Trust is reliance on the integrity, strength, and ability of a person or thing. “Trust lies at the core of all our relationships and it is the currency of influence,” Margie Warrell says, a writer for Forbes. According to Warrell there are three domains of trust: competence, sincerity, and reliability. Competence is asking yourself if one is deserving of your trust because of their skills, experience, knowledge, and proper resources to perform a task. Reliability is the ability to depend on someone to follow through on their word of completing a task on time. Lastly, sincerity is based on a judgement of character and fundamental integrity; it is asking yourself if that person will do the right thing, even if it comes at an expense. The reason we trust is because of our experiences, who we are as individuals, and how we learned to treat people we have met previously. We learn how to trust by our positive and negative experiences of betrayal and loyalty, and those experiences reshaped our specific expectations for trusting others. Because of that, we are always either bent towards or away from trust in differing situations. Judith Sills, an irrational expertise for Psychology Today, explains that “trust — whether in a person or a product — is more than a compilation of information and experience. It is that data squeezed through some individual emotional filter, invisible to the eye yet active in every encounter.” As teenagers, we are still in the deep midst of discovering how to trust. Every experience with every person we encounter develops our expectations for trusting others. We make grave trusting mistakes which teach us how to better trust other people in our future, like our future bosses, future friends, and future soul mate(s). The reason we trust so easy in our life is because it takes a lot of work for us to truly not trust an individual, and then act on that lack of trust. And the reason we do not trust demonstrably untrustworthy people comes from our default tendency to do so.

CC BY-SA 4.0 Trusting by Mia is licensed under a Creative Commons Attribution-ShareAlike 4.0 International License.

5 Comments
  1. Judge Thomas 2 months ago

    Mia,
    I too believe that trust is a concept that must be approached with sincere thought. Trust, in my opinion, is a key aspect for the development of ideas and processes which are addressed by others in a way to make productive use of those ideas. Unfortunately, there are some individuals that are brought up, or experience mistrusting behavior from adults like guardians. There will be a point in out lives, if not now, when we see some of the flaws in our parents present or past behavior. This alters our view on the role model they should or are expected to set. A book that really proves this point is The Road, by Cormac McCarthy. Toward the end of the book and even at parts in the middle section, the boy starts to realize the inevitable truth of the world and what the purpose of his and his father’s trip is. When the father tries to assure and comfort the boy that everything will be ok and that they will seek a safe place soon is eventually discovered by the boy that this may not be the truth. As we mature, Mia, there are times when we look at our parents and find the flaws pertaining to their image. However, because we are human, we cannot hold their flaws in the chains of our ignorance.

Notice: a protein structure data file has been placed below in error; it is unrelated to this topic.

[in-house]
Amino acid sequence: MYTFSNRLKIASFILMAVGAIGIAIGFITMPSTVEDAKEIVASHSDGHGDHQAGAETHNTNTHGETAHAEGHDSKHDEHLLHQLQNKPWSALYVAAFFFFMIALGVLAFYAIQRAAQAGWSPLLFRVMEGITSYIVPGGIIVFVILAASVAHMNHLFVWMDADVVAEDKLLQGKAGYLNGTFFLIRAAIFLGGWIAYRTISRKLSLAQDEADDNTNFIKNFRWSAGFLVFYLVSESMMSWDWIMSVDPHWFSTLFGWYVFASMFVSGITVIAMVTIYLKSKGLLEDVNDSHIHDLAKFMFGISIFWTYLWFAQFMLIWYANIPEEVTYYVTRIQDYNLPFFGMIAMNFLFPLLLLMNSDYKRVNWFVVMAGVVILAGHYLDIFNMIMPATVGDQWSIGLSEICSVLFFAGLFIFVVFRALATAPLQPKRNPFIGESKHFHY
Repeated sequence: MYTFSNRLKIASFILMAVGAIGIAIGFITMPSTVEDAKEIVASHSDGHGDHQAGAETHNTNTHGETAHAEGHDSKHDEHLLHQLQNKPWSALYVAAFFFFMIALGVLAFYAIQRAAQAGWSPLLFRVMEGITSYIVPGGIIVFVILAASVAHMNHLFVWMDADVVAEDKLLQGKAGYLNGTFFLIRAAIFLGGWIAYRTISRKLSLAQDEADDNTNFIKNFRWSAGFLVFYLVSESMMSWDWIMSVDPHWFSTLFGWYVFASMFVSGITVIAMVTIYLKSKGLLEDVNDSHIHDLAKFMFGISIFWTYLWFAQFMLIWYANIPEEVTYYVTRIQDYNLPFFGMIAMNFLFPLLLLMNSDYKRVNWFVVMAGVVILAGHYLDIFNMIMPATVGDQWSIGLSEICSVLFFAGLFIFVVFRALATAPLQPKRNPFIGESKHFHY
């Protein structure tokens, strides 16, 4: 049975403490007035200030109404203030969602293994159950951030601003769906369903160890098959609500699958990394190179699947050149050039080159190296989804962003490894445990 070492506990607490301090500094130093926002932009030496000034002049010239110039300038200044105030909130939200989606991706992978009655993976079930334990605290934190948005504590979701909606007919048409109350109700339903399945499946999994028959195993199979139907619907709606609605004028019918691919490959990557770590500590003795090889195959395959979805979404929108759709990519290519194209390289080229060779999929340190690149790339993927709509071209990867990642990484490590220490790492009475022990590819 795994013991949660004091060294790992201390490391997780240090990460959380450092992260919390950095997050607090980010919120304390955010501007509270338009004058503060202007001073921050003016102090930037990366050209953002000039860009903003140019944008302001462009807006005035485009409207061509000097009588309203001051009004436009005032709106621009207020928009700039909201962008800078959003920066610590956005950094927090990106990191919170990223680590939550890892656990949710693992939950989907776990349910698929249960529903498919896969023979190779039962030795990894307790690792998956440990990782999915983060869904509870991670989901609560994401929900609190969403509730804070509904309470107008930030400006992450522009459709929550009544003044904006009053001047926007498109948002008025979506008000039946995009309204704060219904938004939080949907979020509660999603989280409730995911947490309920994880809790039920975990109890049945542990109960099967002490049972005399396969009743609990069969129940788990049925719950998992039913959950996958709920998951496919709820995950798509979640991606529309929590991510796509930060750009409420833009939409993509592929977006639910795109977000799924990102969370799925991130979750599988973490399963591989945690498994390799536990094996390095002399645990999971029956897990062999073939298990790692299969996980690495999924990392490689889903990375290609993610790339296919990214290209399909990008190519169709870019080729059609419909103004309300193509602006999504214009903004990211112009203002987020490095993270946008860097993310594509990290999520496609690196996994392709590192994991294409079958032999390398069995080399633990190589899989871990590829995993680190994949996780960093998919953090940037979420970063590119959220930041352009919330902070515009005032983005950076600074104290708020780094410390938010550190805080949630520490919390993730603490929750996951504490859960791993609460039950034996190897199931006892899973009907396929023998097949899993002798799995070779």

Now that we can analyze this trust among parents, we can give or receive insight that making trustful relations in high school are difficult especially when we do not fully trust people. On the other hand, we can look at this and say that we are all in the same boat and that we can acknowledge the struggle to trust people, especially in high school. This in turn makes trusting someone in high school difficult. When we find the right group of friends, we give a part of ourselves to them if we really like them. This, I would say, is the first step to and for trust; testing the waters of a relationship by giving a small part of ourselves to the person or group of people and see how they work with that peace of us. If they take care of that piece we can give a little more until it is a circulation of trust with which they give too. I really like this post and is very important that people understand the value of true trust and reliance on another.